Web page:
Developing a currency for New South WalesTo History
Early currency in New South Wales was somewhat troubled and unstable, with its beginnings in bartering and cut dollars, later followed by the New South Wales 'Rum Corps' that introduced Rum as the most common currency after 1793. Following the Rum Rebellion in 1808, New South Wales was appointed its revolutionary Governor Lachlan Macquarie in 1810 and, after disintegrating the Rum commerce in New South Wales, the 'Holey Dollar' was introduced in 1813. Made from re-stamping Spanish Dollars, Macquarie appointed emancipated convict William Henshall, who had been transported for counterfeiting coins, to oversee the project.
The Holey Dollar was eventually replaced by the British Pound by Governor Darling, and by the 30th September 1829 was the nation's legal tender. In 1901, The new Constitution gave the Australian Government the responsibility for all national banking including the issue of currency notes and coins, however their denominations remained modeled on the British currency system.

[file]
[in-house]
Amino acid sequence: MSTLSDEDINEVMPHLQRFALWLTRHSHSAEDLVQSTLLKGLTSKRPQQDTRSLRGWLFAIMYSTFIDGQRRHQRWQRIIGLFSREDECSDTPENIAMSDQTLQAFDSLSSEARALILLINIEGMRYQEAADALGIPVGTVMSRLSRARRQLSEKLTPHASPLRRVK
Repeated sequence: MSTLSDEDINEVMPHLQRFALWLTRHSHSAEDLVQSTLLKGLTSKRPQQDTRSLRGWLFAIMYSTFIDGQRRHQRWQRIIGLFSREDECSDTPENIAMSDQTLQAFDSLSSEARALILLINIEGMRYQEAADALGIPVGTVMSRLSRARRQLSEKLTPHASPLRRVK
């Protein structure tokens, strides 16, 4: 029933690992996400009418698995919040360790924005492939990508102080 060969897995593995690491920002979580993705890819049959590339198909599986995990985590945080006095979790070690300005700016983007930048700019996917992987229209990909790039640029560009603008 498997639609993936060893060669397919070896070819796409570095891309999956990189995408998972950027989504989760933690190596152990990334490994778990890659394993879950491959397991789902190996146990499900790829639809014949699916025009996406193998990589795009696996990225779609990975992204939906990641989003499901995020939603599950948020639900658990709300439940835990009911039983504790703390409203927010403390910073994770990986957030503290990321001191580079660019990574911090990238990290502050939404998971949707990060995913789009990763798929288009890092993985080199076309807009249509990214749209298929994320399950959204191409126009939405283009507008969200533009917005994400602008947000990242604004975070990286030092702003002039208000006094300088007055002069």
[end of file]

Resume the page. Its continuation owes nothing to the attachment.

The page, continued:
Australia received the final change to its currency in 1966 when Prime Minister Sir Robert Menzies introduced a conversion from pounds to the decimal system and the Australian Dollar and the new notes and coins with their proudly Australian designs replaced the Pound.